Anthony Quinn won the Best Supporting Actor award twice in the Fifties, both times for portraying real historical figures who function on screen as the main character’s wild sidekick. His first win was as Eufemio, brother to Marlon Brando’s Emiliano Zapata. It was one of five nominations Viva Zapata! received, but the only win. Four years later, Quinn was honored for his performance as the artist Paul Gauguin in the Van Gogh biopic Lust for Life and once again it was the film’s only win among multiple nominations.
2 AM – An American in Paris (1951)
4:15 AM – Gigi (1958)
These two films have many things in common: leading lady Leslie Caron, picturesque Parisian settings, and memorable musical numbers. When it comes to awards, both films were nominated for nine Academy Awards and both won Best Picture. Also, neither film received any acting nominations, which is still fairly unusual for an eventual Best Picture winner.
8 PM – All About Eve (1950)
10 PM – A Letter to Three Wives (1949)
Tonight’s double feature honors Joseph L. Mankiewicz, a back-to-back double winner for Writing and Direction of A Letter to Three Wives and All About Eve. Both films make clever use of flashbacks and multiple POVs, and are filled with crackling dialogue. With 14 nominations, All About Eve still holds the record for most Oscar nominations, along with Titanic (1997) and La La Land (2016). However, the 1950s Oscars featured fewer categories, which makes All About Eve’s achievement even more impressive.
8 PM – Now, Voyager (1942)
Bette Davis shines in this romantic melodrama about a repressed woman coming into her own through the help of a good man and a good therapist. Davis and Gladys Cooper received acting nominations, but the film’s only win was for Max Steiner’s score. The Academy gave Davis her fifth Best Actress nomination in as many years, a feat matched only by Greer Garson, the actress whose performance in Mrs Miniver would beat out Davis that year.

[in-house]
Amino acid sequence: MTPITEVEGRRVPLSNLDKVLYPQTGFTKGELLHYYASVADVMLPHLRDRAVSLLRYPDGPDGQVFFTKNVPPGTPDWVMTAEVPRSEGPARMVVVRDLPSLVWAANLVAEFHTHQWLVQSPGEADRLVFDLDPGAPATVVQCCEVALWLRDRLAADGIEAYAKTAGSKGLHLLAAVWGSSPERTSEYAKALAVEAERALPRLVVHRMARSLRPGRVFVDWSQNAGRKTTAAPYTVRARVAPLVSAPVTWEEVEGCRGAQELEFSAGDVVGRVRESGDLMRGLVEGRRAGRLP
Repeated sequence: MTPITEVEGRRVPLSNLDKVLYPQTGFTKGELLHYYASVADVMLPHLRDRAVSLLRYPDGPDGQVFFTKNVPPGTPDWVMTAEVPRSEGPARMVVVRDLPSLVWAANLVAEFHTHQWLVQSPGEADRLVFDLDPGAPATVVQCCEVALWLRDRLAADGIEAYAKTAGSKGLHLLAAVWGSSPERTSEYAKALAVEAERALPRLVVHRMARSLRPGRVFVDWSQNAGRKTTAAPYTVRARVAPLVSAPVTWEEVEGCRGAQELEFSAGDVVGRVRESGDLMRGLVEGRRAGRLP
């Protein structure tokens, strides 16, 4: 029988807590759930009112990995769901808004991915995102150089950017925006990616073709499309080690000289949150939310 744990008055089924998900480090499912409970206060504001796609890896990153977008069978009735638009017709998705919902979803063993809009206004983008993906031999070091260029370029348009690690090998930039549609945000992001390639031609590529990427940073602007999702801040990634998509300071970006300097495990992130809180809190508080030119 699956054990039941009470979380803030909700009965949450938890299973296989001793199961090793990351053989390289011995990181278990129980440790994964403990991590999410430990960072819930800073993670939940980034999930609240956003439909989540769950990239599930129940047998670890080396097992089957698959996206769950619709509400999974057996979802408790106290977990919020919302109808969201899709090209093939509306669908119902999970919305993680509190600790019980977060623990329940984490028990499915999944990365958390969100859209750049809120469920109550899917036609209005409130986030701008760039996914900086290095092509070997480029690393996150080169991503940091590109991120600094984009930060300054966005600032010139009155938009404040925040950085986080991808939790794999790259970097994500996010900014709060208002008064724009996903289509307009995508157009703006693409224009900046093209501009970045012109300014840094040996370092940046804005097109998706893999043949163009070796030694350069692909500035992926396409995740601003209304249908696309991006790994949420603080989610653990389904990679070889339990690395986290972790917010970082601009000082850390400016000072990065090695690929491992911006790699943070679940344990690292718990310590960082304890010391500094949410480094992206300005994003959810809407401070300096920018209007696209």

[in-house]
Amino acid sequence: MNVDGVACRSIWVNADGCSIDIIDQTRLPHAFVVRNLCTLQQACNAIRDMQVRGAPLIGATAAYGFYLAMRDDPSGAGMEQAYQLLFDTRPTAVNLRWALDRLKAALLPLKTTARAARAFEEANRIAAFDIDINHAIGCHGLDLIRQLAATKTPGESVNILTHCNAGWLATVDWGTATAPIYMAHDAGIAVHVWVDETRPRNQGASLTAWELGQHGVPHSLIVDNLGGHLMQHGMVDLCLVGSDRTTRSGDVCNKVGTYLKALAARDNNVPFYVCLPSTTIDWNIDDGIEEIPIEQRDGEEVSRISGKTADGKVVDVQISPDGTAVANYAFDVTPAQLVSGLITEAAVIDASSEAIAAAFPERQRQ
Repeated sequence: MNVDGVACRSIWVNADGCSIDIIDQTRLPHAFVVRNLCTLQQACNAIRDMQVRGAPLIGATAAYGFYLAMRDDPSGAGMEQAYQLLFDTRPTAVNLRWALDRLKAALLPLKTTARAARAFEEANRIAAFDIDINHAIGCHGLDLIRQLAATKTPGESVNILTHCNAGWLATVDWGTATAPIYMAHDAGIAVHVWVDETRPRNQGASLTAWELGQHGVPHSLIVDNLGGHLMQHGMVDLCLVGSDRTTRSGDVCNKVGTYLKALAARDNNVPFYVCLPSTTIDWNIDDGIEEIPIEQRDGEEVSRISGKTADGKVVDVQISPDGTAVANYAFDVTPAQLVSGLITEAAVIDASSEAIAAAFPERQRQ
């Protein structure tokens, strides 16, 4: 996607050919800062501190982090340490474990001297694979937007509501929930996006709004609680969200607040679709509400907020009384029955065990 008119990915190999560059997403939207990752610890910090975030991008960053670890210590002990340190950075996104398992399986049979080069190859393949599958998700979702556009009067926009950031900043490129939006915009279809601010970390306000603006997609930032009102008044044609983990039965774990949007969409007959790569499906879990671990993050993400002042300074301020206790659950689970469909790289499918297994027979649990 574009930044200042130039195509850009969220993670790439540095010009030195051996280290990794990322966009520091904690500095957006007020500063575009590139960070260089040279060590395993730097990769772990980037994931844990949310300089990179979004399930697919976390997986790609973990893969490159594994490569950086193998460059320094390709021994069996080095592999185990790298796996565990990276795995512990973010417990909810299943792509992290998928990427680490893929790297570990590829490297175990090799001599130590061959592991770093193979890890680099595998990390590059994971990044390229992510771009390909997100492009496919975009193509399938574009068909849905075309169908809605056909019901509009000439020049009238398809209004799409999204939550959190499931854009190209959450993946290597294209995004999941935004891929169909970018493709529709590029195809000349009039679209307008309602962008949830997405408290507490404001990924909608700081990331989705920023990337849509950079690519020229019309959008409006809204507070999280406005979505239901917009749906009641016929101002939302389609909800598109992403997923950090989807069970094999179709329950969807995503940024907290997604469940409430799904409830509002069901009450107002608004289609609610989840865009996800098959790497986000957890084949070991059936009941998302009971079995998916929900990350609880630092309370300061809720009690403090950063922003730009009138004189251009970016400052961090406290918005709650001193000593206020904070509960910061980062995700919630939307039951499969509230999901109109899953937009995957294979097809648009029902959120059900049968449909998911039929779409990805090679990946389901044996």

11:15 AM – The Stratton Story (1949)
On a day of biopics, James Stewart and June Allyson star as major league pitcher Monte Stratton and his wife, Ethel. At the height of his baseball career Stratton tragically lost a leg. But through his own determination and with Ethel’s help, he eventually returned to the mound. A satisfying sports biography, The Stratton Story was a big hit for its stars and that year’s winner for Best Writing, Motion Picture Story.
11:30 PM – Mrs. Miniver (1942)
2 AM – The Best Years of Our Lives (1946)
William Wyler directed two Best Picture winners in the 1940s and in between, he shot films for the Army Air Force. Mrs. Miniver, made during the height of World War II, is an uplifting depiction of a British family on the homefront. Among the film’s six Oscars, Greer Garson won Best Actress for the title role and Teresa Wright won Best Supporting Actress. Wright had received Oscar nominations for her first three films. But I think voters should also have recognized her for the second Wyler film of the night, The Best Years of Our Lives.
Filmed shortly after the end of the war, The Best Years of Our Lives follows three servicemen returning home and readjusting to life with their families. The entire cast, including Wright, Myrna Loy, Cathy O’Donnell, and Dana Andrews, is excellent. However, Fredric March and Harold Russell received the film’s only acting nominations and were among the film’s seven total wins. The Academy presented Russell, a disabled veteran and first-time actor, with an honorary Oscar for “bringing hope and courage to his fellow veterans” through his film appearance. His surprise win in the Best Supporting Actor category later that evening made Russell the only person to receive two Oscars for the same role.